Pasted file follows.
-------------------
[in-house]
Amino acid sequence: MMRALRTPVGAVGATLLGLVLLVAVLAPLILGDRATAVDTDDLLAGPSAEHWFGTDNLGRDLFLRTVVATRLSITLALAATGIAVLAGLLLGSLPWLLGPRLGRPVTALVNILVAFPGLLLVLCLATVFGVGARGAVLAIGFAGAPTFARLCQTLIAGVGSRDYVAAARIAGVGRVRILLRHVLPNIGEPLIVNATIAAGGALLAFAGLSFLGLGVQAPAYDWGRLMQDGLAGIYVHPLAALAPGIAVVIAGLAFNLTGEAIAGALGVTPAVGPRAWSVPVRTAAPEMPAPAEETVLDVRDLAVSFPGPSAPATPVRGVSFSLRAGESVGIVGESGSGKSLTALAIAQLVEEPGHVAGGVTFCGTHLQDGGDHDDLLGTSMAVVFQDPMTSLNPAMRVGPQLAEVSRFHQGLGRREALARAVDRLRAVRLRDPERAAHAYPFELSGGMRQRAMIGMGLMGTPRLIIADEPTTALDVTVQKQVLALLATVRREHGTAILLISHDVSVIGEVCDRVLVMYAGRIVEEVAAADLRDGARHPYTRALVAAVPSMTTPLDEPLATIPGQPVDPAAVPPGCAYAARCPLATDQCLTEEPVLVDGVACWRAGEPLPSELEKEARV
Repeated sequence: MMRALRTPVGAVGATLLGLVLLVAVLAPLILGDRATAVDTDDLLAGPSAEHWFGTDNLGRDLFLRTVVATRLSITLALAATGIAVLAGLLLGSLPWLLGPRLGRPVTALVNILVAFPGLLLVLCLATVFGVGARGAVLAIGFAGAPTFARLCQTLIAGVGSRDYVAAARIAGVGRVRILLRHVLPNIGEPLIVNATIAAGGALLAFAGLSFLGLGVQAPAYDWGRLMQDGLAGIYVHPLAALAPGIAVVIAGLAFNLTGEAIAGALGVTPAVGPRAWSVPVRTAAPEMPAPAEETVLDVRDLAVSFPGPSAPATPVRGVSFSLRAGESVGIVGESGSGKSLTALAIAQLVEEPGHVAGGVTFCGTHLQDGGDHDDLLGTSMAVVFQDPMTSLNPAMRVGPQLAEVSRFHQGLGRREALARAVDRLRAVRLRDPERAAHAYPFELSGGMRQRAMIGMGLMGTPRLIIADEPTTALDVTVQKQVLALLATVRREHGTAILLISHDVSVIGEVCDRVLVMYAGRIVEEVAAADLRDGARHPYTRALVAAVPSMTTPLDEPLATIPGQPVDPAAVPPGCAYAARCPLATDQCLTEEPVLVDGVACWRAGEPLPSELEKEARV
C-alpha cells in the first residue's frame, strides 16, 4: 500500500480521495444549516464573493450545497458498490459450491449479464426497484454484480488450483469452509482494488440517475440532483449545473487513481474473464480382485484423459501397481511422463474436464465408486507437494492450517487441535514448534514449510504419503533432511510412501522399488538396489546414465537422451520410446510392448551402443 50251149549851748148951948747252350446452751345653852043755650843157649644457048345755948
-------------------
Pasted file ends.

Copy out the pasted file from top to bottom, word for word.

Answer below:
[in-house]
Amino acid sequence: MMRALRTPVGAVGATLLGLVLLVAVLAPLILGDRATAVDTDDLLAGPSAEHWFGTDNLGRDLFLRTVVATRLSITLALAATGIAVLAGLLLGSLPWLLGPRLGRPVTALVNILVAFPGLLLVLCLATVFGVGARGAVLAIGFAGAPTFARLCQTLIAGVGSRDYVAAARIAGVGRVRILLRHVLPNIGEPLIVNATIAAGGALLAFAGLSFLGLGVQAPAYDWGRLMQDGLAGIYVHPLAALAPGIAVVIAGLAFNLTGEAIAGALGVTPAVGPRAWSVPVRTAAPEMPAPAEETVLDVRDLAVSFPGPSAPATPVRGVSFSLRAGESVGIVGESGSGKSLTALAIAQLVEEPGHVAGGVTFCGTHLQDGGDHDDLLGTSMAVVFQDPMTSLNPAMRVGPQLAEVSRFHQGLGRREALARAVDRLRAVRLRDPERAAHAYPFELSGGMRQRAMIGMGLMGTPRLIIADEPTTALDVTVQKQVLALLATVRREHGTAILLISHDVSVIGEVCDRVLVMYAGRIVEEVAAADLRDGARHPYTRALVAAVPSMTTPLDEPLATIPGQPVDPAAVPPGCAYAARCPLATDQCLTEEPVLVDGVACWRAGEPLPSELEKEARV
Repeated sequence: MMRALRTPVGAVGATLLGLVLLVAVLAPLILGDRATAVDTDDLLAGPSAEHWFGTDNLGRDLFLRTVVATRLSITLALAATGIAVLAGLLLGSLPWLLGPRLGRPVTALVNILVAFPGLLLVLCLATVFGVGARGAVLAIGFAGAPTFARLCQTLIAGVGSRDYVAAARIAGVGRVRILLRHVLPNIGEPLIVNATIAAGGALLAFAGLSFLGLGVQAPAYDWGRLMQDGLAGIYVHPLAALAPGIAVVIAGLAFNLTGEAIAGALGVTPAVGPRAWSVPVRTAAPEMPAPAEETVLDVRDLAVSFPGPSAPATPVRGVSFSLRAGESVGIVGESGSGKSLTALAIAQLVEEPGHVAGGVTFCGTHLQDGGDHDDLLGTSMAVVFQDPMTSLNPAMRVGPQLAEVSRFHQGLGRREALARAVDRLRAVRLRDPERAAHAYPFELSGGMRQRAMIGMGLMGTPRLIIADEPTTALDVTVQKQVLALLATVRREHGTAILLISHDVSVIGEVCDRVLVMYAGRIVEEVAAADLRDGARHPYTRALVAAVPSMTTPLDEPLATIPGQPVDPAAVPPGCAYAARCPLATDQCLTEEPVLVDGVACWRAGEPLPSELEKEARV
C-alpha cells in the first residue's frame, strides 16, 4: 500500500480521495444549516464573493450545497458498490459450491449479464426497484454484480488450483469452509482494488440517475440532483449545473487513481474473464480382485484423459501397481511422463474436464465408486507437494492450517487441535514448534514449510504419503533432511510412501522399488538396489546414465537422451520410446510392448551402443 50251149549851748148951948747252350446452751345653852043755650843157649644457048345755948